12. this cover is terrible and this collection doesn't have my faves i carry your heart or dive for dreams unfortunately but i love it

    13. I don't like his style. There were some poems I really enjoyed. I would probably like this more if I took more time to study it later in my life, but there's a lot more to read in the world.

    14. Every time I read this collection of verses, I find new favorites and gain new understanding of cummings’s work. This time, one that spoke to me was #99–“and now you are and I am now and we’rea mystery which will never happen again,a miracle which has never happened before—and shining this our now must come to then”

    15. I've always loved the Indigo Girls song "Virginia Woolf," because it's about the awe-inspiring sensation of instinctively grasping a writer's aesthetic and point of view, and it's pretty much how I felt while I was reading this collection of E. E. Cummings's poems.I had encountered isolated examples of Cummings before, in textbooks, anthologies, and choral music, but I really only began to grasp the breadth and depth of Cummings's wit, playfulness, and effusive use of language when I read severa [...]

    16. My rating of works of poetry are always purely based on my personal enjoyment of them and are never based on the skill of the writing. To me, poetry is all about perception and whether or not the words speak to you. 100 Selected Poems proves that E.E. Cummings was a master manipulator of words. His voice in these poems was so witty and clever and sometimes I would have to take a lengthy pause at the end of a piece before it would click and I'd say "I see what he did there!". While being unique a [...]

    17. It's a pleasure to write about e. e. cummings, as it is to read him. (And I believe, as is obvious, in never capitalizing his name. It's like putting "God" in lower case.) The extravagant praise on the back of this book, by Marianne Moore, John Dos Passos, Randall Jarrell, Karl Shapiro, is notably defensive, as if one must apologize for liking cummings -- the way one apologizes for loving Madonna. And there is a definite "pop music" to e. e.: the tender strains of love, and adolescent revolt, sw [...]

    18. It's hard to rate an anthology of poetry because there were individual poems in there that I drop-dead loved, others I just liked. There were others I did not like at all and there were some I had trouble understanding. Of the ones I had trouble understanding there were some that I figured if I was a little smarter, or better read or had more similar cultural capital to the poet maybe I would have had a chance, but there were some I suspected the poet was just being subjective to the point of in [...]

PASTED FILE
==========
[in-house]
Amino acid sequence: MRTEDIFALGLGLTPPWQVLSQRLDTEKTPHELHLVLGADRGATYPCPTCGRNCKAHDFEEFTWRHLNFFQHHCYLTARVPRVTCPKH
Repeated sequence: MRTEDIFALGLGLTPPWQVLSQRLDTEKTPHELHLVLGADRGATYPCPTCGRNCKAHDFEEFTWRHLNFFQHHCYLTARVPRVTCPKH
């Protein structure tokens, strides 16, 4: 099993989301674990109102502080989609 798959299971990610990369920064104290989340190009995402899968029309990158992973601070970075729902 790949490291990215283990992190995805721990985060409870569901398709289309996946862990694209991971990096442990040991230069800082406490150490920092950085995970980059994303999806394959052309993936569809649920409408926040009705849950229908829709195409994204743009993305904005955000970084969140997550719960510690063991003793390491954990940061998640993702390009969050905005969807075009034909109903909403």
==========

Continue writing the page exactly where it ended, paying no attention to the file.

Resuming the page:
19. I once titled a high school mix tape "He sang his didn't he danced his did." -- I bet I wasn't the only person to do that. Cummings speaks to that rosy-cheeked puppy-love idealism that infects us all when we're young & lusty, and he's occasionally a genius at it too. But I think high school is where his poems should stay: his inability to think deeply about any topic whatsoever is pretty obvious as you read on. And his bungee-jumping syntax seems more lazy than brilliant after you move on to [...]

    20. How can you describe the beauty of E.E. Cummings? There is no way to put into words the simply ecstastic way in which he writes. For people who can't stand some improper grammar - you probably won't be his biggest fan. It's an aqquired taste to be sure. His poems are full of ambition, idealism, sex, and fantasy. The words float off the page. Read them out loud to yourself. I'll be astonished if you're not completely moved by them. "i feel that(false and true are merely to know)Love only has ever [...]

    21. Something I thought I would like, but ended up just breezing and looking at the poems. I know some people love this guys stuff, but I couldn't really get into it, at least some of them looked nice. To be honest, I'm not sure what I just read. Was that even a langue or a list of random words? Sorry, but this is not my kind of poetry. Maybe if I was more into poetry I'd like this stuff. Oh well.

    22. a man who had fallen among thieveslay by the roadside on his backdressed in fifteenthrate ideaswearing a round jeer for a hatIf you've never read Cummings, you need to give him time. His punctuation, his meld words, his eccentric word-placement on the page, and then his actual experiments with meaning—they're not immediately obvious or understandable. Some poems are harder, some easier to grasp, but I found persisting with an open mind to be ultimately rewarding.Reading aloud helped me discove [...]

    23. I'm always fascinated by the way Cummings created his own style (with the use of parentheses and his improper use of grammar). Although some poems are difficult to fathom, most of his poems are well-written and I just had to indulge into the verses over and over again. #79let it go — thesmashed word brokenopen vow orthe oath cracked lengthwise let it go itwas sworn togolet them go — thetruthful liars andthe false fair friendsand the boths andneithers — you must let them go theywere bornto [...]

    24. For anyone interested in ee cummings' poetry, or twentieth century poems in general this is a good overview. Being only 100 of the almost 3,000 that he wrote it is necessarily a highly selective volume. However, arranged in chronological order and spanning a publication period from 1923 to 1950, it does give insight into the evolution of cummings' poetic voice. Enigmatic; visual; profound; unmistakable; untterly engaging.

    25. Sometimes poetry is meant to explore the person that wrote it, the person we are at the time, society, and other views. E.E. Cummings is a genius. While a bit tough to follow at times requiring a reread, the works speak for themselves. Poetry is meant to be read aloud and to be heard by the soul. :)

    26. “Anybody lived in a pretty how town” was my introduction to the echoing haunting music of e.e. Cummings, whose poetry is not easily accessible. Read it aloud, like William Faulkner. The wry humor mingled with unique detachment perhaps mark his experience as a prisoner of war.

    27. This slim volume covers Cummings work from 1923-1950, with anywhere from two to twenty poems excerpted from the different collections he published during those years. Taking a cue from a reviewer friend of mine (whose own poetry experiment has inspired me to seek out more verse), I took pen in hand to mark those poems to which I thought I would like to return later, and at first, the results were very positive. I had marked eight out of the first thirty poems as especially effective to me, but u [...]